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Sri M started by thanking all including the President Maharaj of Ponampet Mission who had walked with the padayatra when it crossed over to Karnataka from Kerala at Bhagmandala and Father Anil Couto from the Sacred Hearts Church who joined the walk that day. He said, "Every time I come to Ramakrishna Ashram, I first visit the temple. It's difficult to speak after that. I have a deep link with Ramakrishna Mission. I'm an initiated member of Ramakrishna Mission. That's why, like we spoke about the Bible at the Church yesterday, today let me talk about the spiritual revolution brought about by someone called Sri Ramakrishna Paramahamsa. Mainly to say, that this is a humble continuation of the effort put in by his chief disciple Swami Vivekananda.” “You know, when I was in high school in Trivandrum, I was already in touch with Swami Tapasyananda who headed the Ramakrishna Mission there. This was of course after Maheshwarnath Babaji met me and put his hand on my head when I was eight years old. Swami Tapasyananda looked very serious like a head master. Those days, people were afraid of headmasters. Yet a heart that was very tender. It also helped that he came from the state where I was born because I could talk in Malayalam. Later on, in 1981, I took initiation from him after many years because you are not allowed to take initiation from anyone except the appointed head of the order. Later on, this norm was eased and the Vice President could also initiate. So, in 1981, I went to Ramakrishna Mission, Mylapore. I had just come back to Madras after wandering as usual, because my parents lived there. So, I went to the Ramakrishna Mission and I was surprised to see that Swami TapasyanandaJi was the head there. But I didn't know that people other than the President Maharajcould give initiation. So I went and he said, "It is not right that even though you've met many stalwarts in the Ramakrishna Mission you haven’t taken initiation" I said, "But Maharaj, I'm doing Kriya". He said, "That's all fine but don't you think of Sri Ramakrishna?". So I said "Yes, always". "Don't you think of Swamiji?". "Yes". "Then you should, if you haven't". So I said, "Somewhere in high school, I decided that you should initiate me. But you can't because you are not the president". He said, "Who said so? Now I'm authorized to initiate, so come back after three days". So I went and - in an old shrine in Madras (now there's a new shrine) - I gladly accepted the initiation.” “I get up quite early in the morning, and I do many practices. I don't need to do Kriya now. But I enjoy it, so I do it. Also, if I don't do it, nobody will do it afterwards. And I never miss a day of the chanting the initiatory mantra. Today, I came a little fast so I did 2×108 in the shrine. You can do it with fingers actually. But anyways, this is my link. So you see a unique being like Ramakrishna has been my inspiration.” “So, this Walk of Hope is to see that people don't fall apart. In India, people are always together; they don't need to be brought together. It's an ancient tradition where people live together; 'Ekam Sat Viprah Bahuda Vadanti' has been said 3000 years ago in the Rig Veda. And, Sri Ramakrishna was a unique example of this because he went through each and every discipline you can find in spiritual life. Not by reading but by going through it in practice – which is what I really appreciate – and coming out in the end and saying, 'well, it all leads to the same goal'. How many can one cover? Generally, as human beings you can practise one discipline or two disciplines for all one's life. There's no time for anything else. Here's someone who goes: six months over, found, goes, six months over, found. Then, in the end says paths are many and the goal is the same. How many can say this? There have been many saints but how many can actually say this? So, I think he came for a special purpose.” “From Michael Madhusudan Dutta he learnt how to chant the rosary, and he worshipped Jesus. At that time, he wouldn't go to the Kali temple. You see, one-pointed attention. Then he met a Sufi and learnt the Islamic practice. However, even this time, if he saw the temple of the Mother, he would turn this side – the Mother who he loved so much. And, when he did the Vedantic Sadhana under Totapuri, he was completely into it. So the single-minded attention with which he pursued everything was for a mission. What we call today, the Ramakrishna mission, actually originated from this mission. Which is to show that different parts lead to the same goal and one can reach the highest with devotion and attention and by leading a good life – things that people don't give much attention to. We think – we'll do some Japa and meditation and we've got the mantra, so we'll be fine. Kindness, compassion and service to mankind are the best goals set by Swami Vivekananda. And, if he set it forth, I think he knew what his Master wanted. No one else could have succeeded Sri Ramakrishna Paramahamsa, except Swamiji. In fact, there is an incident where, after the Belur Mutt was established, and Swamiji was one day sitting with his Guru bhais, maybe in fun, they said, 'All this service to humanity etc are new fangled things which you have brought from the West, Thakur didn't ask us to do any such thing’. He just said, 'Have devotion and go into Samadhi'. Swamiji got up and went inside, took off his clothes, wore a kaupin, took his old kamandalu and walked out of the place. He said, 'If you understand best what the master said, you please look after this. I have no attachment to the Mutt or anything. I'm always a parivrajaka'. And he left. They were quite shocked. They went and told him, 'Dada, we were just discussing matters, why are you going away?' He said, 'Do you think I can really get angry with you?' And, came back. Then he said, 'Do you remember the incident when Thakur (meaning Ramakrishna)went with MathurBabu to Deogarh on a pilgrimage when there was a big famine there. People were dying by the dozens, there was no food and everybody was reduced to skeletons. Sri Ramakrishna got out from his palanquin, sat there and said to MathurBabu, 'Unless you send provisions and other supplies from Calcutta and feed these people, I'm not going away from here. I'm going to stay with them and live with them, die with them. You do what you want'. MathurBabu was the son-in-law of Rani Rasamoni so... But, he had no option but to oblige. Swamiji asked the Guru bhais, 'Do you remember that?'.” “Therefore, he always advocated 'Atmano Mokshartha Jagat Hitayacha'. I think Ramakrishna Mission is also run on the same lines – looking for Moksha and doing good to human beings. This is what has kept me going. After meeting MaheshwarnathBabaji and spending some years, he directed me to go and join the Ramakrishna Mission. I didn't take Sanyas, of course, because I was very open about it. I thought I was not so qualified. So this is the work which we're doing." Saying so, Sri M spoke of all the diversity that makes this country unique, in spite of which an average Indian calls himself an Indian, that it pains to see people trying to break this unity. This walk, this movement is nothing but the bursting forth of this pain. He clarified that he has no political affiliations, doesn't intend to stand for elections. Continuing further, he said, 'But I'm affiliated to all who love human beings. And living in this nation, those who love the nation. I love everybody. I'm sure you're also with me. So, even though we have a foundation, it's actually Sri Ramakrishna's one finger that's been kept on my shoulder. Finger - I said because I may not be fit for the whole hand. This is what moves us around.” “Sometime ago, in 2001, I went to UN for a religious meet. There, I met one of the senior monks of the Ramakrishna Mission. So I told him, Maharaj, Ramakrishna Mission is so big and this is such a big gathering, how come only you have come here? He said, 'No, no, another two representatives are there.' So I said 'Where is the second'. So he said, 'What about you?.’ You don't have to belong to a sect or anything to be a part of the Ramakrishna Mission. I believe so. Anyone doing good to humanity, anyone who believes there's something to be found inside, is kind and compassionate, and is full of devotion, I think is part of this movement. Of course, formalities are required in the world because everything goes with 'naama', roopa'. I understand that, but on the other hand, it's a huge universe, which is pervaded by the spirit of such great beings, and we are only in some way manifesting this through the work we do. I don't want to say anything more. Thank you!” The next stop was at the Parsi Fire Temple or Anjuman. In Walk of Hope's 414-day-old diary, this is the first time that a Parsi place of worship was visited. After prayers, a senior member of the community explained about the race, their beliefs and their universal message. These followers of Zoroastrianism, a religion almost as old as Buddhism and Jainism, settled in India from native Iran centuries ago. They have quietly but efficiently carved a niche for themselves in the multi-cultural society that is India. Building most of modern Bombay, they are a powerful presence in Indian finance and industry. Next, the solemn grandeur of Rajghat awaited the Padayatris. It presents an enormous expanse of green to the visitor. Sri M and the group sat down on the lawn adjacent to the Samadhi and sang two Bhajans most dear to the Mahatma viz. 'Vaishnavajanato...' & 'Raghupathiraghava...' – a truly soulful experience. Later, about 2000 homeless people were fed their noon meal at the Yamuna pushta, on the banks of the Yamuna. The fare was no-frills, with rice, puri, sabzi, dal, and a sweet served with concern and love by the padayatris and organizers. It was a humbling experience for the padayatris as well, serving the poor or destitute. At the India Islamic Centre, the yatris were treated to tea and snacks before being led into the small but modern auditorium. Sri K L Thapar, former principal advisor, Planning Commission introduced Sri M to the audience. Sri M thanked Mr K L Thapar for his words of introduction and said, "We're going to watch the Amir Khusro play, and you'll see how a young man from a royal family fell in love with Nizamuddin Auliya. And only desired to look into his eyes all the time, and leave the body, and still think about him. This was the kind of relationship this 'M' who's standing before you had with Maheshwarnath Babaji, his Guru. While, in some way, I'm a product of my farther and my mother, more than that I'm a creation of Maheshwarnath Babaji. He had some work for me which in spite of my reluctance, I wouldn't say kicked me on to it, but persuaded me to do it. There are old friends here who know me for many years. I don't think they even had inkling that, apart from my spiritual pursuits, I would ever embark on a social act and walk through the length and breath of India. I nurtured the secret command of Babaji's for many years in my heart until it became impossible for me to bear it. I tried hard not to do it. When he first told me, in the Himalayas when I was with him, I said 'Why would I walk from Kanyakumari to Kashmir? I will walk behind you. The weather in the Himalayas is so pleasant - the Ganga flows here, the air is clean. Why would I leave this and go anywhere?' So he asked me, 'One year ago, when you first came here, I asked you what do you think of yourself, in relationship to me. What did you say?' I said, 'Babaji I said I'm your dog, your puppy'. 'And what did I say?' I replied, 'You said I could be your dog but make sure I don't wag my tail too much'. 'Then, do as I told you, don't wag your tail too much'. Generally, he encouraged dissent and discussion, so I knew that there must be something behind this and it was in my heart and my ears. So, till this time, I've been only doing spiritual things if you may call it so. I've a good group of friends who I think might have benefited from my closeness to them. I can assure you that I have benefited from closeness to you.” “One day, it occurred to me that I'm growing older and older and that promise which I'd made is still there. When would I do this? So when I was 65 years old, I said, “After this, who knows how the body is going to be and I may not be able to perform this.” So, I started on this journey from Kanyakumari, which is the confluence of three great oceans – quite symbolic because we were trying to keep people together. I won't say bring people together, I'll say keep people together. Because ManavEkta, Shanti are built into the fabric of this nation.” “Then, sometimes, I've been noticing that it's getting worse day by day, that there is a break in this fabric, in this well-knit fabric, about which – 3000 years ago – the Rig Vedas said, 'Ekam Sat Viprah Bahuda Vadanti' meaning‘There is only one truth and the wise men call it by different names’. So, when I could no longer bear this, that we who should be living together in peace are sometimes breaking our unity into pieces, I said we shouldn’t let this happen. And if I don't do this now, few years later, I may not even be able to walk, who knows. This is how this was conceived. And when I told my friends that I was going to walk, I thought they might say that I've gone mad. Can you imagine somebody walking from Kanyakumari to Kashmir?! Although great people have walked before – not that they haven't – maybe not at one stretch, I thought they would say what is this guy going to do. I was pleasantly surprised when everyone I talked to said, 'I will join you'. Because I made it very clear from the beginning, that I'm not going to stand for elections, I'm not eyeing any administrative job and that this is part of my spiritual expression of unity. It is not my theory. It is based on my inner experience. I believe but, along with it, I also have the experience. And I know from my experience that the Almighty Being exists as a spark in all of our hearts. We are born with it. Therefore, we are one. No matter what names we have, what creeds we are in, what Sampradayas we have, what ideologies we believe in. One fact is unquestioned, which is, that we are one. We cannot be many. Everybody is born from the womb of a mother and goes back into this earth, maybe Kabristhan or Smashan, that's a different matter. But everybody goes into the earth. No one has fallen from heaven. So, in this short period between life and death, why can't we live in peace? All the more so in this nation, this great nation." Sri M continued to explain how the average Indian calls himself an Indian in spite the diversity and that the aim of the walk is to protect this unity and not let it break. He then spoke about the distance covered, when the Walk aims to reach Kashmir etc before concluding his speech in time to meet the MPs of RajyaSabha and Lok Sabha at the Parliament House Annexe in the evening. In spite of it being the budget day, many leaders and MPs were present for the talk including Ravi Shankar Prasad, Venkaiah Naidu, Suresh Prabhu, Mukhtar Abbas Naqvi, PJ Kurien, Oscar Fernandez and Tarun Vijay. They watched the Walk of Hope documentary that was screened exclusively for them and heard Sri M's message intently, even thumping the desks in approval on many occasions. During the tea and snacks served after the session, media and the MPs chatted with Sri M and some of the padayatris informally. The Amir Khusro play opened to a full house. It combined a minimum of acting, with narration in exquisite Urdu. The singing was of a very high order and it paid tribute to a master poet, who, with his Guru's blessings, took poetry and music to another level with his multifaceted virtuosity. No wonder the audience was left reeling after the show. As if it was not enough, they were treated to a delicious Andhra dinner by one of the Delhi volunteers.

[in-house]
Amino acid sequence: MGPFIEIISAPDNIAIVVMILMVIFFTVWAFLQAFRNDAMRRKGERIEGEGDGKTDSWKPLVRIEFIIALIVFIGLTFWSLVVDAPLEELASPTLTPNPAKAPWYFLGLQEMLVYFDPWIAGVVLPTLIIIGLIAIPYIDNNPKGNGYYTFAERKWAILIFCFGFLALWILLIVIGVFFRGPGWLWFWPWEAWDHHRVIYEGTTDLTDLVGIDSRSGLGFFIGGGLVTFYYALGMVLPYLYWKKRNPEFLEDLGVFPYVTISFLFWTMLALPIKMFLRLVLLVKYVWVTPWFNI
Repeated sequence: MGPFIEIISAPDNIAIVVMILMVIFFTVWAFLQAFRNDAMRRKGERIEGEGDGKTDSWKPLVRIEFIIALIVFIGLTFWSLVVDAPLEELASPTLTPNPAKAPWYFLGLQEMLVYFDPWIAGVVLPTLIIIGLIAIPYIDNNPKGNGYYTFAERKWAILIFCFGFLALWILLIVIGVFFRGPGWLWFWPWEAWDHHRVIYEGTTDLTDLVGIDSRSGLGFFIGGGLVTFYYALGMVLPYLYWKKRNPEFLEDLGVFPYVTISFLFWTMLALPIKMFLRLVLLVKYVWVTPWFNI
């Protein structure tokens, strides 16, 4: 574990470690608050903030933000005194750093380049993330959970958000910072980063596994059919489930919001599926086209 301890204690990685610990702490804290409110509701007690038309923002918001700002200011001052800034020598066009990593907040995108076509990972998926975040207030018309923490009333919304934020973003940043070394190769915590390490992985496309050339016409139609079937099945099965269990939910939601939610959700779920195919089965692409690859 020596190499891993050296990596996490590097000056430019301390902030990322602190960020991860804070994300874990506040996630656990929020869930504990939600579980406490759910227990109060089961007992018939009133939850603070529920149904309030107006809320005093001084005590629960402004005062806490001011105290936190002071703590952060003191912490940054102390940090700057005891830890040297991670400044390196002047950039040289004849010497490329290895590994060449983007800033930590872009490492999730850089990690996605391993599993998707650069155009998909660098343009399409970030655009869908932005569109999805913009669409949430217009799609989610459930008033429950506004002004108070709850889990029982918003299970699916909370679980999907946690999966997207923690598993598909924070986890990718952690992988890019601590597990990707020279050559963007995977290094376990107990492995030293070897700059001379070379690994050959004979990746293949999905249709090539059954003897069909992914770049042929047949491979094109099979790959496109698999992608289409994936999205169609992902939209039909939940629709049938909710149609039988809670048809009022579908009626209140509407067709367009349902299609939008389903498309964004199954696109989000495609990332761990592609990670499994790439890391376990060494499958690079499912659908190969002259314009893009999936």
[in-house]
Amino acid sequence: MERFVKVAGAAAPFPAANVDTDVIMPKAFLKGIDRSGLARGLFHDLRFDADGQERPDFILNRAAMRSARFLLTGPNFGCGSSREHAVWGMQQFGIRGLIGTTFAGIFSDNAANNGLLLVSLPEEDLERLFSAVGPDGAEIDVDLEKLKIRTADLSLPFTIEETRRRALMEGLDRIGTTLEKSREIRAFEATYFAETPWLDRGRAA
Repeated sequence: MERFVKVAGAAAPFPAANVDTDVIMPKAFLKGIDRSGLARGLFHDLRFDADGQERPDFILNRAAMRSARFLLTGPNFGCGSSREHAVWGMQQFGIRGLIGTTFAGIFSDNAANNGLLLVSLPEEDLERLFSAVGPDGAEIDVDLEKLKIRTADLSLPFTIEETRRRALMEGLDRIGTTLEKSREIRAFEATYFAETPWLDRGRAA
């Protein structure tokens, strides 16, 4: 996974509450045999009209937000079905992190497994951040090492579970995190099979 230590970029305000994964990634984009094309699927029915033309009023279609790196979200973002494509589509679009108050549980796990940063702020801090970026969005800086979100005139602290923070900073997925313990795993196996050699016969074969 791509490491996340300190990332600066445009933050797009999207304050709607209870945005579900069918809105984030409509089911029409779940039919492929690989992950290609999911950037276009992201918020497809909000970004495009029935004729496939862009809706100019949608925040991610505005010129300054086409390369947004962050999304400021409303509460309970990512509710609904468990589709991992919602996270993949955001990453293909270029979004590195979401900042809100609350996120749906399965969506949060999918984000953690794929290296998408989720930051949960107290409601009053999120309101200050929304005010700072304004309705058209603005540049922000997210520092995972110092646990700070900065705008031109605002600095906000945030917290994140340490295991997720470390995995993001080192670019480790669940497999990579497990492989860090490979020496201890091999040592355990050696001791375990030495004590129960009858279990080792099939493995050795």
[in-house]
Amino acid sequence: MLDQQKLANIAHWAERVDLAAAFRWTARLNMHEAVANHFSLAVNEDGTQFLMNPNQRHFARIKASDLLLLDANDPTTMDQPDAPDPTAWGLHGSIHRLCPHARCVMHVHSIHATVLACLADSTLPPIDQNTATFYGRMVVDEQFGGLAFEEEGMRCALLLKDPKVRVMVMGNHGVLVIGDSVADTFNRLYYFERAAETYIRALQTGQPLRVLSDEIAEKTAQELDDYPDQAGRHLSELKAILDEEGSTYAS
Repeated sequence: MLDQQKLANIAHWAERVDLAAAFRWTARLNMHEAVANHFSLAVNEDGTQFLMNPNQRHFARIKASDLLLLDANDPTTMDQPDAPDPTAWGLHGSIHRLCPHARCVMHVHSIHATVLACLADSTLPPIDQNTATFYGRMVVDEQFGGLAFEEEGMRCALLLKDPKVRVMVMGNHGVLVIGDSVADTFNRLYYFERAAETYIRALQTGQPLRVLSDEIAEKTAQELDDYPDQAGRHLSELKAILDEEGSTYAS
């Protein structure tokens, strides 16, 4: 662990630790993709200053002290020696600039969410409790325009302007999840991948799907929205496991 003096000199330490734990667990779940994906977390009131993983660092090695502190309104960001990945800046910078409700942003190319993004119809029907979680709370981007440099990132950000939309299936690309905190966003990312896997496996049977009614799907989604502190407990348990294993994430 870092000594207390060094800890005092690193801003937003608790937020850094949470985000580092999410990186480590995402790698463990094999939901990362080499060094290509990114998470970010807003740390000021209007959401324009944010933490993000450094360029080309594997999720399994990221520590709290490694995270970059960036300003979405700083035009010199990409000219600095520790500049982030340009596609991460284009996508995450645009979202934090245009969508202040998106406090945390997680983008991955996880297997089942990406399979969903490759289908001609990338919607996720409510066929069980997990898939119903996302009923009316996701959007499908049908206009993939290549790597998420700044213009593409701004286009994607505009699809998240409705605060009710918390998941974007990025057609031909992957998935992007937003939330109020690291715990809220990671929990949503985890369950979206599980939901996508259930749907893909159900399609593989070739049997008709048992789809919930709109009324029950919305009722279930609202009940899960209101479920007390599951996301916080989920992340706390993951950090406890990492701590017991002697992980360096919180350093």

First of all, my Namaskar, Salaam Aleikum, Sat Sri Akaal and Good Evening to all.‬ Honorable Deputy Chairman of the Rajya Sabha, Prof P. J. Kurien, Sri Ravi Shankar Prashad ji, Honorable Minister, Sri M Venkaiyya Naidu, Honorable Minister, Sri Mukhtar Abbas Naqvi, Honorable Minister of State, Sri Suresh Prabhu, Honorable Minister, Sri Manoj Singha, Honorable Minister, Sri Bandaru Dattatreya, Honorable Minister and Sri Pon Radhakrishnan, Honorable Minister of State, Sri Dharam Vijay, MP Rajya Sabha, all other Honorable Members of Parliament, Sri Oscar Fernandes is also here, he comes from my wife’s native place in Hubli, and all honorable Members of Parliament, some of the padyatris (walkers) who have come, Ladies and Gentlemen and members of the media who are here.‬ I will start my talk with a Sanskrit shloka (verse) that is 3000 years old. As I am from the South, please excuse me for my Hindi, if I happen to go wrong somewhere.‬ "Sarve Bhavantu Sukhinah Sarve Santu Nir aamyaah, Sarve Bhadranni Pashyantu Maa Kashcid-Dukhha-Bhaag-Bhavet Lokah Samastah Sukhino Bhavantu" Just because it is in Sanskrit, please do not assume that it belongs to any particular caste or creed or religion. This is a Universal saying. These days, if we say something in Sanskrit, it is assumed to belong to a particular set of people and if you say something in Arabic, then it is assumed that it belongs to some other set. But it isn’t so. If I can give the meaning of this in short, it means, “May everything on this earth be happy. Let no one have dukha (suffering). May this happiness extend to the whole world …"Lokah Samastah Sukhino Bhavantu”. I have nearly half an hour, thirty minutes... This walk was started in Kanyakumari on the 12th of January, 2015. Why Kanyakumari? Because, Kanyakumari is at the confluence of three seas. And we thought, since this Walk is one of coalescence and about bringing people together… although we are already united and are one, we tend to fall apart sometimes. So we felt that a sangam (confluence) would be a good choice to start our Walk. A second reason for us to choose Kanyakumari was that 12th January is the birth anniversary of Swami Vivekanand, and I think the spiritual work that he did, a hundred years ago for Manav Ekta (human solidarity), a thousand people cannot do that work in a hundred years. And when Swami Vivekananda roamed around as a parivrajak (a wandering renunciate), he travelled throughout India. And having wandered around the country, he reached Kanyakumari, where there was nothing but a cliff, in the middle of the sea. He swam across the sea and meditated on that cliff for three days, after which he understood the work he was supposed to do thereafter. So we thought that this place and date would be an appropriate start to this Walk. We have walked around 5800 km so far. I am not alone. With me are 60 to 70 people, whom we call the core group, and who are walking with me from Kanyakumari. These people belong to different states, different sects, different religions - and we are all walking together. And after walking this much, I am happy to tell you, that India’s Manav Ekta is still intact. The question that arises then is - "Then why are you walking? If everything is set, why are you doing this?" When we started from Kanyakumari, we had a very good response. When we reached Kerala, we had a bigger response. I thought, might be because it is my home state. But, when we went to the next state, it became more. More people started coming. And as we proceeded, we completed one year in Kanpur on the 12th of January this year. It was an overwhelming response. Now we have come to Delhi. I think some effect definitely has taken place, without which, I wouldn’t even have had the privilege of getting invited to the Parliament annex, to talk to the MPs. We still have almost another 2000 km to walk. We intend to reach Srinagar on May 1st. As I said, people ask, “If there is Manav Ekta, then what are you doing for it?” Yes there is unity amongst us, but sometimes it starts fraying. And once the break down increases, it can get out of hand. There is no other nation in the whole world like ours, which has 22 or 23 languages, so many religions, so many sects, so many ideologies - from left to right and centre. In spite of all this, an average citizen will call himself a Hindustani, a Bharatvasi, an Indian. No one will say otherwise. But sometimes, one sees that this unity starts to rupture, and when that happens, the fire that rages with it, is not extinguished even with water. We felt that, these communal riots or ideological or political problems are a facade to conceal someone else’s vested interest. We have been to small villages, in interiors, where in a majority community of a thousand people, there are three Muslim families or two Christian families and they all live without any problem. There are places like these which we have visited and when we talked to them, they said that sometimes, such incidents (of disunity) do occur. When asked why? They ask us, to look carefully and the issue would reveal itself to be, the self interest of somebody else. We thought that this unity needs to be maintained and not broken. It is the custom in India to live together as one. It is in our Samskar (tradition) and it is not something new. As is written in Rig Veda, "san gacchadhvam" Let’s walk together "sam vadadhvam" Let’s study together "sam vo manamsi janatam" Let’s join our minds to gather knowledge As Prof Kurien said, “Ekam sat vipra bahuda vadanti”, the meaning of which everyone knows. I once went to a University in America and the Professor over there began his lecture with the same shloka, “Ekam sat vipra bahuda vadanti." So we tell everyone we meet, that, this being a democracy, ideological differences and difference of opinion will exist. Otherwise this can’t be a democracy. But despite the differences, we are first of all, manav (human). We are first and foremost a manushya (human). Everybody is born from a mother’s womb. No one falls from the sky. And when the time comes, it is into this earth we all go, whether it is a kabristan (cemetery) or a mashan (crematorium). Why can’t we play this small drama between birth and death with peace and harmony. I thought that this was possible and this was the first thing we needed to convey. The second thing is - whatever our faith and ideology, we always need to remember that we are Indians first. This ancient land which has seen so many rishis (sages), has welcomed so many religions, whoever came was never refused. This land is ours and we are its citizens, is something we should always remember. These are the two things that we are trying to make people understand. And I am happy to say that people listen to this and understand it and say, that, they will not let any untoward incident happen again. So this is not curative but a preventive measure. When someone falls sick and goes to the hospital to get medicine from the doctor, he either dies or survives. But if inoculated beforehand for the disease, the person wouldn’t fall sick in the first place. That would be best. That is why, we talk to people about it and tell them not to let these incidences happen in the first place and to stay united. But if tendencies do crop up due to someone’s greed and vested interests, that would be the time to tell those who are responsible, that, 'We have heard you out, but we don’t support it, so please end it here. We will not let violence take place and we will not fall apart either.' It is my experience that a small spark of divinity resides in all hearts. In Sufism, it is called "Khuda ka Noor”. This Atman (spirit) or ansh (portion) is present in all. That would mean that each one of us is a moving temple or a mosque. The aradhana or worship of these moving temples is not through arti (ritual worship) but through seva (service). Swami Vivekanand used to say always, “atmano mokshartham jagat hitaya cha”. Search for Moksha (deliverance) for your Atman. That is an individual’s journey. But the welfare of the world is the duty of all. Since this is my experience, I cannot deny it. Be it Amar, Akbar or Anthony, whichever ideology one chooses, we are one and the same. In Kerala where I come from, there are also ideologies which do not believe in the existence of God. That is fine too, as long as they believe in humanity. They don’t hurt anybody and live happily together. I go to schools and colleges to educate the students about this. Our generation might have committed some mistakes. Those mistakes can be avoided in the future. We have met thousands of students and in their heart we have sown the seeds of Humanity. We have also taught them, that, we are the citizens of this country and we will hold steady against any outward or inward force without falling apart. This is what we have said all along the way. When we sow seeds, they do not sprout the next day. It takes time. To nurture these seeds is the responsibility of the parents and teachers and you (the politicians) too. The politicians should think a little bit more about this and try to keep the country together for we are all one. Because, what those in power can do, is much more, than what we, the general public can. I was happy to be invited and to come here, as it gave me an opportunity to talk with you about this. I have full faith that the seeds we sow today will grow up into trees, under whose shade we would be able to live peacefully and harmoniously. This is my wish and my prayer. Even if a country is economically secure, without peace it won’t mean anything. Peace, Harmony and Human oneness are of utmost importance. United we stand, divided we fall. We have reached here with this thought. It is a privilege to stand before you, this August assembly, and share my thoughts with you and I have to thank Sri Pon Radhakrishnan, State Minister. The moment we told him, that this yatra (journey) is to start from Kanyakumari, he asked us to start from Zero point, and allotted the land there. We have got help from various quarters. You have seen the film how we have interacted with Chief Ministers cutting across political barriers. You know that, while politics, is important, we are a democracy. There will be differences of opinion, but deep within heart of hearts, all of you know that we are human beings and we have to live together and make this nation - it is already a great nation... Can we come together, and ensure that it becomes much more glorious then it was or is? Let us not just think about past glories and forget the present. Let’s move forward for a bright future. This is my earnest request and prayer. I know all of you cannot walk with us, but, if you support us with your minds, our Walk will be accomplished much before we reach Srinagar in Kashmir. So once more, I thank you and pray that you are with us. Thank you. Namaskar.